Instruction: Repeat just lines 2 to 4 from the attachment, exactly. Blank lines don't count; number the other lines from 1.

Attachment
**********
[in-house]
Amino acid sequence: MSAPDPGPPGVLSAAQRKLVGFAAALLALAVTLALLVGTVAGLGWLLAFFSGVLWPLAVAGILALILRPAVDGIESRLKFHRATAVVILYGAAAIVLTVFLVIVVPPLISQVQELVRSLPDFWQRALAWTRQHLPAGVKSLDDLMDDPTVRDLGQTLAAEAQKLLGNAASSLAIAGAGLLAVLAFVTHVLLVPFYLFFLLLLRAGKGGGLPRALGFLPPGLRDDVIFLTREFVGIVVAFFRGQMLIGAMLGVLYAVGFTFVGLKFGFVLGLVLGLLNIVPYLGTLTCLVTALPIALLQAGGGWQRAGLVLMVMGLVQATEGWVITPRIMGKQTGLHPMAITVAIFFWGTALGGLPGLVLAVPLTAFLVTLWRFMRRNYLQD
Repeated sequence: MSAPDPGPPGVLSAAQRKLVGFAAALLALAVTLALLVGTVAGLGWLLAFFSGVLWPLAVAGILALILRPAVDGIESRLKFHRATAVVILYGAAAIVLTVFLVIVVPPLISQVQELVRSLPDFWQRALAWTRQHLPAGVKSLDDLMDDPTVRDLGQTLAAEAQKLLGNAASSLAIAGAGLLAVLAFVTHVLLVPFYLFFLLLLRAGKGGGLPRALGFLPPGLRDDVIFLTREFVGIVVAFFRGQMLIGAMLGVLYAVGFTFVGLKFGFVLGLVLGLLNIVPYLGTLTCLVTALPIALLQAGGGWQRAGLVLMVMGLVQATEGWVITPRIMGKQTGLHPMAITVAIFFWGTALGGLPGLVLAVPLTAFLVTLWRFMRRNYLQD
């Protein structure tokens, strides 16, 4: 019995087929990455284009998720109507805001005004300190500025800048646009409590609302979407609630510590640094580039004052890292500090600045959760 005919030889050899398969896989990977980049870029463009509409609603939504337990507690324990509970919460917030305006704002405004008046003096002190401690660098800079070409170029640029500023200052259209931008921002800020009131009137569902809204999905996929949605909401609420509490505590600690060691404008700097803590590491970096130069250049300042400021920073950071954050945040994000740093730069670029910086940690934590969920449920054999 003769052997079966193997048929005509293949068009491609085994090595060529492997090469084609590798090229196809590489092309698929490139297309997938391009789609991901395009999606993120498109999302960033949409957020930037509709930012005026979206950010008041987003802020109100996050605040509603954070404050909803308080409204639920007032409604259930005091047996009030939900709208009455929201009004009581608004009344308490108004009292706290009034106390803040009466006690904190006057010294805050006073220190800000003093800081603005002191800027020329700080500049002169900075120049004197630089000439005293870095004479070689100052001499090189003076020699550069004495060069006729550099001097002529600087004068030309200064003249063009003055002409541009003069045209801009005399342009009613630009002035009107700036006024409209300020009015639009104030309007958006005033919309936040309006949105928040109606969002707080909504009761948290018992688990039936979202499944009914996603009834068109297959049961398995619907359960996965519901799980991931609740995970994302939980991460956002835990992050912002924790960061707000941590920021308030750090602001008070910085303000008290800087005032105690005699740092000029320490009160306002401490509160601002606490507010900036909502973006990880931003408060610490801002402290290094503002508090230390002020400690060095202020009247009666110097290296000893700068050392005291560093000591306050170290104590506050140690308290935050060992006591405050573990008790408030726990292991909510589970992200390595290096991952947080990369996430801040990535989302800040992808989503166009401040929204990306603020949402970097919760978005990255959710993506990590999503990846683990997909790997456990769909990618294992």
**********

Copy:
Amino acid sequence: MSAPDPGPPGVLSAAQRKLVGFAAALLALAVTLALLVGTVAGLGWLLAFFSGVLWPLAVAGILALILRPAVDGIESRLKFHRATAVVILYGAAAIVLTVFLVIVVPPLISQVQELVRSLPDFWQRALAWTRQHLPAGVKSLDDLMDDPTVRDLGQTLAAEAQKLLGNAASSLAIAGAGLLAVLAFVTHVLLVPFYLFFLLLLRAGKGGGLPRALGFLPPGLRDDVIFLTREFVGIVVAFFRGQMLIGAMLGVLYAVGFTFVGLKFGFVLGLVLGLLNIVPYLGTLTCLVTALPIALLQAGGGWQRAGLVLMVMGLVQATEGWVITPRIMGKQTGLHPMAITVAIFFWGTALGGLPGLVLAVPLTAFLVTLWRFMRRNYLQD
Repeated sequence: MSAPDPGPPGVLSAAQRKLVGFAAALLALAVTLALLVGTVAGLGWLLAFFSGVLWPLAVAGILALILRPAVDGIESRLKFHRATAVVILYGAAAIVLTVFLVIVVPPLISQVQELVRSLPDFWQRALAWTRQHLPAGVKSLDDLMDDPTVRDLGQTLAAEAQKLLGNAASSLAIAGAGLLAVLAFVTHVLLVPFYLFFLLLLRAGKGGGLPRALGFLPPGLRDDVIFLTREFVGIVVAFFRGQMLIGAMLGVLYAVGFTFVGLKFGFVLGLVLGLLNIVPYLGTLTCLVTALPIALLQAGGGWQRAGLVLMVMGLVQATEGWVITPRIMGKQTGLHPMAITVAIFFWGTALGGLPGLVLAVPLTAFLVTLWRFMRRNYLQD
């Protein structure tokens, strides 16, 4: 019995087929990455284009998720109507805001005004300190500025800048646009409590609302979407609630510590640094580039004052890292500090600045959760 005919030889050899398969896989990977980049870029463009509409609603939504337990507690324990509970919460917030305006704002405004008046003096002190401690660098800079070409170029640029500023200052259209931008921002800020009131009137569902809204999905996929949605909401609420509490505590600690060691404008700097803590590491970096130069250049300042400021920073950071954050945040994000740093730069670029910086940690934590969920449920054999 003769052997079966193997048929005509293949068009491609085994090595060529492997090469084609590798090229196809590489092309698929490139297309997938391009789609991901395009999606993120498109999302960033949409957020930037509709930012005026979206950010008041987003802020109100996050605040509603954070404050909803308080409204639920007032409604259930005091047996009030939900709208009455929201009004009581608004009344308490108004009292706290009034106390803040009466006690904190006057010294805050006073220190800000003093800081603005002191800027020329700080500049002169900075120049004197630089000439005293870095004479070689100052001499090189003076020699550069004495060069006729550099001097002529600087004068030309200064003249063009003055002409541009003069045209801009005399342009009613630009002035009107700036006024409209300020009015639009104030309007958006005033919309936040309006949105928040109606969002707080909504009761948290018992688990039936979202499944009914996603009834068109297959049961398995619907359960996965519901799980991931609740995970994302939980991460956002835990992050912002924790960061707000941590920021308030750090602001008070910085303000008290800087005032105690005699740092000029320490009160306002401490509160601002606490507010900036909502973006990880931003408060610490801002402290290094503002508090230390002020400690060095202020009247009666110097290296000893700068050392005291560093000591306050170290104590506050140690308290935050060992006591405050573990008790408030726990292991909510589970992200390595290096991952947080990369996430801040990535989302800040992808989503166009401040929204990306603020949402970097919760978005990255959710993506990590999503990846683990997909790997456990769909990618294992």